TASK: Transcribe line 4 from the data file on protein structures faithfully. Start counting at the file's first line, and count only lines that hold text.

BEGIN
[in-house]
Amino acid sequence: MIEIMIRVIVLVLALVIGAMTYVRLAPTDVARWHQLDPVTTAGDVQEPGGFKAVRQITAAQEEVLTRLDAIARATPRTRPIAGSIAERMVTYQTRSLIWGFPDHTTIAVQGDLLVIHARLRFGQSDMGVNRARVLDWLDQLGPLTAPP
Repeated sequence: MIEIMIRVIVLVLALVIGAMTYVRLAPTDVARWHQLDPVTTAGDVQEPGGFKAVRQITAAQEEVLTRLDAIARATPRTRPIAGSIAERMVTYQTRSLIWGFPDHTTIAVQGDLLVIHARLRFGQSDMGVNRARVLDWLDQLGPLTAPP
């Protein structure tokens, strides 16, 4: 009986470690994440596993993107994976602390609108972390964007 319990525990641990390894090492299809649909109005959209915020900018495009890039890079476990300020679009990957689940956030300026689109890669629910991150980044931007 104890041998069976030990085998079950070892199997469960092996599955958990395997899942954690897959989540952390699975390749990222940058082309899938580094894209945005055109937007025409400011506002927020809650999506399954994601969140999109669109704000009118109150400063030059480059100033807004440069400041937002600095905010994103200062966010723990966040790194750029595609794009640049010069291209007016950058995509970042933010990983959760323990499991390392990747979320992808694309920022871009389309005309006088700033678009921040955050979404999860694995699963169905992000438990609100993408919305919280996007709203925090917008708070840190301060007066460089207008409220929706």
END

């Protein structure tokens, strides 16, 4: 009986470690994440596993993107994976602390609108972390964007 319990525990641990390894090492299809649909109005959209915020900018495009890039890079476990300020679009990957689940956030300026689109890669629910991150980044931007 104890041998069976030990085998079950070892199997469960092996599955958990395997899942954690897959989540952390699975390749990222940058082309899938580094894209945005055109937007025409400011506002927020809650999506399954994601969140999109669109704000009118109150400063030059480059100033807004440069400041937002600095905010994103200062966010723990966040790194750029595609794009640049010069291209007016950058995509970042933010990983959760323990499991390392990747979320992808694309920022871009389309005309006088700033678009921040955050979404999860694995699963169905992000438990609100993408919305919280996007709203925090917008708070840190301060007066460089207008409220929706």